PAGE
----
Journal of Religion and Health

, Volume 48, Issue 3, pp 267–268 | Cite as

In Memoriam: Ewert Cousins 1927–2009

  • Kathryn C. MaddenEmail author
Biographical Exploration

Ewert H. Cousins, Ph.D., Professor Emeritus at Fordham University, and internationally renowned theologian, died in his home on Saturday, May 30, at age 82 after enduring 2 years of difficult health challenges. Dr. Cousins served as the Director of Fordham’s Spirituality Program. As the chief editorial consultant for the innovative 107 volume Paulist Press series, The Classics of Western Spirituality, he forged new ground in inspiring interreligious dialogue. This seminal opus brought together the best scholarship in the Christian, Jewish, and Muslim traditions and created the impetus for numerous worldwide interreligious conferences, bringing members of different faiths together in dialogue.

Dr. Cousins was the General Editor of the 25-volume series, World Spirituality: An Encyclopedic History of the Religious Quest (Crossroads). He authored the provocative and prophetic text, Christ of the 21st Century and Bonaventure and the Coincidence of Opposites. His other publications include Process theology: Basic Writings, Bonaventure: The Soul’s Journey into God, the Tree of Life, the Life of Saint Francis; Global Spirituality Toward the Meeting of Mystical Paths, and Hope and the Future of Man. Cousins had a profound ability to integrate the wisdom of religion, spirituality, theology, philosophy, depth psychology, and literature. His vast and synthetic mind could easily encompass the nature of the psyche, according to Carl Jung, a psychological perspective that he found most harmonious in relation to some of the most critical and reflective insights of religion and theology. The Journal of Religion and Health: Psychology, Spirituality, and Medicine was most honored to have him serve on our Editorial Advisory Board for nearly 10 years.

Cousins was born and raised in New Orleans, joined the Society of Jesus at age 18, and entered seminary studies at Grand Coteau, LA. In his early Jesuit years, he worked on the Rosebud Reservation where he found himself deeply drawn to the vibrancy and depth of Native American spirituality. This experience ignited a yearning to explore the religious experience of a diversity of cultural traditions, including a 1-year study of Islam at the Tantur Ecumenical Institute in Bethlehem, Palestine, and many trips to India to study Hindu spirituality. His education continued at Spring Hill College (B.A.), St. Louis University (S.T.L.), and Fordham University where he completed his Ph.D. in Philosophy with a concentration on Medieval Theology. He left the Jesuit Order in 1960 and joined the Fordham University Faculty of Classics and the Theology Department where he taught from 1960 until 2002.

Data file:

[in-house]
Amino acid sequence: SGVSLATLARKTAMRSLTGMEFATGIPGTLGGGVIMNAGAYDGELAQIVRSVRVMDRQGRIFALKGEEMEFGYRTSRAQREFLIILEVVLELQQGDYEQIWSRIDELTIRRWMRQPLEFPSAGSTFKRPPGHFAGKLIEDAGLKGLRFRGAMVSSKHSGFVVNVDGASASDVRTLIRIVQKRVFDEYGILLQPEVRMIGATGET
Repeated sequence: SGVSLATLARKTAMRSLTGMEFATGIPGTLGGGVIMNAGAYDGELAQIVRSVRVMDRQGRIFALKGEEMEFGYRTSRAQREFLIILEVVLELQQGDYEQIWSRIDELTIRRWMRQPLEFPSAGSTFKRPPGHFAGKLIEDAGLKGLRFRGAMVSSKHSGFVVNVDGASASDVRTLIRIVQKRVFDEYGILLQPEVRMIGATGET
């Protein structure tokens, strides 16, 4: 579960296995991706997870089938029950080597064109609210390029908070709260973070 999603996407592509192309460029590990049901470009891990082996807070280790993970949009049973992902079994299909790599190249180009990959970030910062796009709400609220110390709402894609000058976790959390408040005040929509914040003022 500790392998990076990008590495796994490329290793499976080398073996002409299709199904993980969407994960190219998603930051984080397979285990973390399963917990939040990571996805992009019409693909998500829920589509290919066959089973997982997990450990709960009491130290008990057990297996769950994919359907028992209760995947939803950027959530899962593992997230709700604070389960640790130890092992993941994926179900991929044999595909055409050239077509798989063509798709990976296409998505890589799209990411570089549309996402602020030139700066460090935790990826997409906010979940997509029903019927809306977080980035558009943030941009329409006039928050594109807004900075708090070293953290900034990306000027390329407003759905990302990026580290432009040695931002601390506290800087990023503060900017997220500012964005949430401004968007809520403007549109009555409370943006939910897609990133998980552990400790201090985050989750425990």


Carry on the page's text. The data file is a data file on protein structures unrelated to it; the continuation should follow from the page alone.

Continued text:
He also taught as visiting professor at New York University, Barnard College, and Columbia University in religious studies. As past President of the American Teilhard de Chardin Association (1971–1975), he taught at the Foundation beginning in 1964. During his tenure, he organized a conference on “Hope and the Future,” which involved German and American theologians, and a conference on the ecological issues of “Limits to Growth” with members of the Meadows team at the New York–New Jersey Federal Trade Commission. He was also a member of the Advisory Board, Monastic Interreligious Dialogue, Co-Convener, Commission on World Spirituality, and was consultant to the Pontifical Council for Interreligious Dialogue, 1973–1984. In 1975, he coordinated the Spiritual Summit Conference at the United Nations where he had the privilege of introducing Mother Teresa to the assembly.

Ewert Cousins touched the lives of persons whom he met because he was always open to discovery. He was ever-curious, accompanied by an innate and keen intelligence that drew seeking minds toward his magnetic presence. He had the most admirable quality of “willingness.” He was willing to serve on many doctoral committees with candidates undergoing their rite of passage. Never soft, he was a persistent inquirer into the inner and outer worlds of human nature in relation to God. At the same time, he always displayed a cheerful optimism and appeared to others as a person of passionate and confident faith in the innate bridge between the human and divine. Cousins was predeceased by his first wife Kathryn McCambridge and survived by his second wife Janet Kvamme Cousins, son Hilary, daughters Sara and Emily, and six grandchildren. A wake was held on June 5th and the funeral mass on June 6 at the Roman Catholic Church of the Nativity in Bethlehem, CT.

Copyright information

© Springer Science+Business Media, LLC 2009

Authors and Affiliations

  1. 1.The C. G. Jung Foundation for Analytical PsychologyNew YorkUSA
  2. 2.New YorkUSA

Personalised recommendations